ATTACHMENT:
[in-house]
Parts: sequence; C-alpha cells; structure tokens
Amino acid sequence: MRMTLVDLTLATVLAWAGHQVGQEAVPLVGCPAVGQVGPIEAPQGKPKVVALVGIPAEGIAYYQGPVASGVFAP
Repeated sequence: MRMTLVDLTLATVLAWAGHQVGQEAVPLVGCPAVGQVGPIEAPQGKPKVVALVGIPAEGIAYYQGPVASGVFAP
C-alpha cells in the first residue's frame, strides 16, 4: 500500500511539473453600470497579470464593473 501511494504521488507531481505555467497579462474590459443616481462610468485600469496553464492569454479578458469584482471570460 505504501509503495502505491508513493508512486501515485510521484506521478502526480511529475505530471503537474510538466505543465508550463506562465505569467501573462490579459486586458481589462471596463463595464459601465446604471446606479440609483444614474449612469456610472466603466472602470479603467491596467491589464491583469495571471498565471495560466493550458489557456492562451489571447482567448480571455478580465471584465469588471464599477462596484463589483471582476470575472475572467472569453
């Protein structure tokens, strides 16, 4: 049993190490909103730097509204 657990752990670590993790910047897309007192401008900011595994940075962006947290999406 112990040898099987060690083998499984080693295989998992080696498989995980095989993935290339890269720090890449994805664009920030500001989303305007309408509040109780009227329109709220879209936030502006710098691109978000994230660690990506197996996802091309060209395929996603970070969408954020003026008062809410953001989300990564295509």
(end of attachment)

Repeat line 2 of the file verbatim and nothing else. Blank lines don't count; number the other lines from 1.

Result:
Parts: sequence; C-alpha cells; structure tokens